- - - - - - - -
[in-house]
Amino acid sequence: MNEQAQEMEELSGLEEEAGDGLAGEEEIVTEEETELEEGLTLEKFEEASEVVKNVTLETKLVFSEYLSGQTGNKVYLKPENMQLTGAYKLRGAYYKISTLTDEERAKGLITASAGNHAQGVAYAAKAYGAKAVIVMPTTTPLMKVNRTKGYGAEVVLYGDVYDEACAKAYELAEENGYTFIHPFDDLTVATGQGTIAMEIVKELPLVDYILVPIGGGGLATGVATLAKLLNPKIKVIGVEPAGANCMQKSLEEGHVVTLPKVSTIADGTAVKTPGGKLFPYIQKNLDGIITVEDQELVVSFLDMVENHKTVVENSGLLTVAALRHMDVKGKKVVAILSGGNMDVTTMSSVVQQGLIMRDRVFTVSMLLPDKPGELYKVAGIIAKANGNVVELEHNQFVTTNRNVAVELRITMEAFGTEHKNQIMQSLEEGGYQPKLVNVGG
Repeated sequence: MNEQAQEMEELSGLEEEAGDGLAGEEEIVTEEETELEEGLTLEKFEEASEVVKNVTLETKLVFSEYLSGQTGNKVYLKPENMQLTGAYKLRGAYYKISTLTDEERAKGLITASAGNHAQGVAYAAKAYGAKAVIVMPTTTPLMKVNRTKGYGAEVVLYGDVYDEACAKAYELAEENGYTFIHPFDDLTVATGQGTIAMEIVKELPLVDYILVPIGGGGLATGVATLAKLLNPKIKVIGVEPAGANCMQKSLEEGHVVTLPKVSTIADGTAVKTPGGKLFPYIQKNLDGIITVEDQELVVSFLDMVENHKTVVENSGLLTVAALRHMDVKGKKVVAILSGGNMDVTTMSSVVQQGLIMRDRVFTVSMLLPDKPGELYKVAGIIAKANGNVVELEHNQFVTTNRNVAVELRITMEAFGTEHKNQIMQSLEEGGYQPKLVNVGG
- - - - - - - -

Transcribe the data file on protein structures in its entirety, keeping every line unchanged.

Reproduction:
[in-house]
Amino acid sequence: MNEQAQEMEELSGLEEEAGDGLAGEEEIVTEEETELEEGLTLEKFEEASEVVKNVTLETKLVFSEYLSGQTGNKVYLKPENMQLTGAYKLRGAYYKISTLTDEERAKGLITASAGNHAQGVAYAAKAYGAKAVIVMPTTTPLMKVNRTKGYGAEVVLYGDVYDEACAKAYELAEENGYTFIHPFDDLTVATGQGTIAMEIVKELPLVDYILVPIGGGGLATGVATLAKLLNPKIKVIGVEPAGANCMQKSLEEGHVVTLPKVSTIADGTAVKTPGGKLFPYIQKNLDGIITVEDQELVVSFLDMVENHKTVVENSGLLTVAALRHMDVKGKKVVAILSGGNMDVTTMSSVVQQGLIMRDRVFTVSMLLPDKPGELYKVAGIIAKANGNVVELEHNQFVTTNRNVAVELRITMEAFGTEHKNQIMQSLEEGGYQPKLVNVGG
Repeated sequence: MNEQAQEMEELSGLEEEAGDGLAGEEEIVTEEETELEEGLTLEKFEEASEVVKNVTLETKLVFSEYLSGQTGNKVYLKPENMQLTGAYKLRGAYYKISTLTDEERAKGLITASAGNHAQGVAYAAKAYGAKAVIVMPTTTPLMKVNRTKGYGAEVVLYGDVYDEACAKAYELAEENGYTFIHPFDDLTVATGQGTIAMEIVKELPLVDYILVPIGGGGLATGVATLAKLLNPKIKVIGVEPAGANCMQKSLEEGHVVTLPKVSTIADGTAVKTPGGKLFPYIQKNLDGIITVEDQELVVSFLDMVENHKTVVENSGLLTVAALRHMDVKGKKVVAILSGGNMDVTTMSSVVQQGLIMRDRVFTVSMLLPDKPGELYKVAGIIAKANGNVVELEHNQFVTTNRNVAVELRITMEAFGTEHKNQIMQSLEEGGYQPKLVNVGG